McCaffrey isn’t in that stratosphere yet, but the Panthers are well aware they can’t expect this sort of reliability in the long-term if they overuse him right now.

“I don’t think it’s an issue unless it happens too frequently,” Panthers offensive coordinator Norv Turner said. “He’s got such a great routine in terms of what he does. He’s a young guy. As I said, we can’t have him have that kind of load over a long period of time, but he handled it great.”

Linebacker Luke Kuechly said two plays against Tampa Bay last season stand out to him as far as McCaffrey’s ability to play every down. On the first play, McCaffrey took a handoff from Newton up the middle and down the left sideline for 53 yards. The next snap, he caught a pass in the flat and sprinted eight yards before diving for a touchdown.

“Most guys come out of the game after a long run ... because they just had a long run,” Kuechly joked. “But Christian wants to be in the game, and he works extremely hard during the week and in the offseason to make sure he’s physically ready to go.

“He’s not just in, either. That play he sprinted, and then the next play, sprinted again. And there was no loss of speed. ... I think that’s what’s impressive for him, is he can go go go go go go go. And that’s pretty cool.”

McCaffrey’s usage also raises another question: Don’t the Panthers have anyone who could spell him, even for a play or two?

They have rookie Jordan Scarlett and second-year player Reggie Bonnafon, but neither has necessarily been needed. That would imply he ever needed a break, which both guys joked won’t happen.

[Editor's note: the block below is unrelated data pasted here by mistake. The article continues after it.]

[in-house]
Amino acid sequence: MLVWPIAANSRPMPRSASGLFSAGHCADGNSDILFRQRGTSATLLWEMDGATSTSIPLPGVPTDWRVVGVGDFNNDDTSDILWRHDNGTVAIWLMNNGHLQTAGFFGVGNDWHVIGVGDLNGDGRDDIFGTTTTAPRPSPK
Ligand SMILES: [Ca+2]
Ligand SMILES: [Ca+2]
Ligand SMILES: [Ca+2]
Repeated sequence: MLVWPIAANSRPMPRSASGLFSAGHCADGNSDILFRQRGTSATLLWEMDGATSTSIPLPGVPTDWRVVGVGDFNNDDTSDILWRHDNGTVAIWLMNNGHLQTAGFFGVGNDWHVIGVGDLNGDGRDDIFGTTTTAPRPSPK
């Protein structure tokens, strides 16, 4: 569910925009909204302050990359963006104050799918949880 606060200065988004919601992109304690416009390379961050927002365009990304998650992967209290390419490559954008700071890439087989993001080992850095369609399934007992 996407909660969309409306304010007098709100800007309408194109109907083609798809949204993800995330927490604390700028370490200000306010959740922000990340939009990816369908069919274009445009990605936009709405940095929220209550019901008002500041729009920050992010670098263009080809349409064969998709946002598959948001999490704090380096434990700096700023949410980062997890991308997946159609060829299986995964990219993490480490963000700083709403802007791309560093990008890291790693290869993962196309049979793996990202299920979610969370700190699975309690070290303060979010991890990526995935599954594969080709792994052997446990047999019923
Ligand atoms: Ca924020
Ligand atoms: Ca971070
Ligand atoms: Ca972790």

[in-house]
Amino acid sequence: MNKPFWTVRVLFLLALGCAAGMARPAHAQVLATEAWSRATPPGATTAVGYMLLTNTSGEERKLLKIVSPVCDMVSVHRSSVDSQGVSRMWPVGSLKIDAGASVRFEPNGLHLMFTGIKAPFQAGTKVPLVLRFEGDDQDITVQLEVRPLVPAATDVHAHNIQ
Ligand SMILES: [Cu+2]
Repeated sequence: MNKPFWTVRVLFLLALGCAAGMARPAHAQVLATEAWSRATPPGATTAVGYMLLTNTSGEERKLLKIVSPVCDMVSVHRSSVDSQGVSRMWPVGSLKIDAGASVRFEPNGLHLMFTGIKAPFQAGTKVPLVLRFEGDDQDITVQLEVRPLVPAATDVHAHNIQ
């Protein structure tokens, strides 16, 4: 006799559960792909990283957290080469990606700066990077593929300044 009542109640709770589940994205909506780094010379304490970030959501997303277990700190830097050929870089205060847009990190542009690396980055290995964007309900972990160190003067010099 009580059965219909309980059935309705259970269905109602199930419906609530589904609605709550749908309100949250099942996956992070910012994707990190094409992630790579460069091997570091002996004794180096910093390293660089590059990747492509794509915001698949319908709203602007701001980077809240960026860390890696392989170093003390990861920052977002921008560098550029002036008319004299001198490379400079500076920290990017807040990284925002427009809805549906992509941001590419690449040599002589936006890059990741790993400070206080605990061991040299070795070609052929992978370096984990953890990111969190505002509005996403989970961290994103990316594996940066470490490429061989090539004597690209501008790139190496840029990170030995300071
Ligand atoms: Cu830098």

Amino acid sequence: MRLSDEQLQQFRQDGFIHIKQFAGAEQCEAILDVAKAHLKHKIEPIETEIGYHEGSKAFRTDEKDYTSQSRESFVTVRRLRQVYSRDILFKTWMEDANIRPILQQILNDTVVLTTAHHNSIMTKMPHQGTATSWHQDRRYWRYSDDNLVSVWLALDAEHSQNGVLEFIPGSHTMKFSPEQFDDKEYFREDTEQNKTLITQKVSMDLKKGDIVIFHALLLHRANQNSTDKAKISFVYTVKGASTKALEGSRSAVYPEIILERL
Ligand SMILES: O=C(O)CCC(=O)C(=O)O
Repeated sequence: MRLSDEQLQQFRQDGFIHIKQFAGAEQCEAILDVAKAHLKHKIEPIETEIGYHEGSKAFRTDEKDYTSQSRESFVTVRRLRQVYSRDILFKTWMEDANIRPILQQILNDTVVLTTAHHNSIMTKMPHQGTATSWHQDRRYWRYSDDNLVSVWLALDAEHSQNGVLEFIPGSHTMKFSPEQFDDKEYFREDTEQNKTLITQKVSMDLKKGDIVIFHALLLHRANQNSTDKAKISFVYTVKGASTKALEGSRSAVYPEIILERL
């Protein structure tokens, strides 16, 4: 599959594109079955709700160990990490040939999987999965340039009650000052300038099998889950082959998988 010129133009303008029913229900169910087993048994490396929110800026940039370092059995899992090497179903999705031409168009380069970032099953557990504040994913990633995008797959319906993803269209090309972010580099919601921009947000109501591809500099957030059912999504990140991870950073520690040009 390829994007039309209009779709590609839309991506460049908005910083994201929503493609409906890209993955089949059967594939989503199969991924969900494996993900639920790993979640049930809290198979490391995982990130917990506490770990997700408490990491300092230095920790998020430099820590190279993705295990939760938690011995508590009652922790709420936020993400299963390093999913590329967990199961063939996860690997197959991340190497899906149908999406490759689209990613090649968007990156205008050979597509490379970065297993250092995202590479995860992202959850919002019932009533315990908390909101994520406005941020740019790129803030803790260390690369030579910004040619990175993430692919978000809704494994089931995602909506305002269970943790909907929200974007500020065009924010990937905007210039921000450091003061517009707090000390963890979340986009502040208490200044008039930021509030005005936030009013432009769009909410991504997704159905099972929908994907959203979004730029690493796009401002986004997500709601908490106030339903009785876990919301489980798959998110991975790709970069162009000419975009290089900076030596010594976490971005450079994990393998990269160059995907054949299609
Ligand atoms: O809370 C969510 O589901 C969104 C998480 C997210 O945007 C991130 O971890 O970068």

“(Christian) can handle that,” Scarlett said.

Added Bonnafon: “Yeah, he’ll tell you that’s what he wants. That’s a lot on him, but that’s why they pay him.”

Asked how McCaffrey is able to stay so durable, Scarlett says, “They think he’s a little kid, like he’s small. That dude is stout. Like, for real. People think he’s just small and short and quick. People think he’s just a shifty back. But really, he’s...”

Here Bonnafon interjects:

“Everything.”

For how effective McCaffrey is, it’s hard to argue that the Panthers should take him out more often. He’s still 23, but has yet to show any physical signs of wearing down or even just getting tired. And with Newton out, his role as the Panthers’ offensive engine only intensifies.

Ideally, McCaffrey’s workload won’t remain this heavy — he’s on pace to play 1,059 snaps this season, nearly 100 more than he did in 2018. Newton will eventually return, and he’ll be able to restore more balance to the Panthers’ offense.

“I know the day’s coming here soon that he gets 18 carries and three catches, and all you guys are gonna ask me why aren’t we using him enough,” Turner said playfully.

For now, though, that’s the standard. And the expectation.

Brendan Marks is a general assignment sports reporter for the Charlotte Observer covering the Carolina Panthers, Charlotte Hornets, NASCAR and more. He graduated from the University of North Carolina at Chapel Hill and has worked for the Observer since August 2017.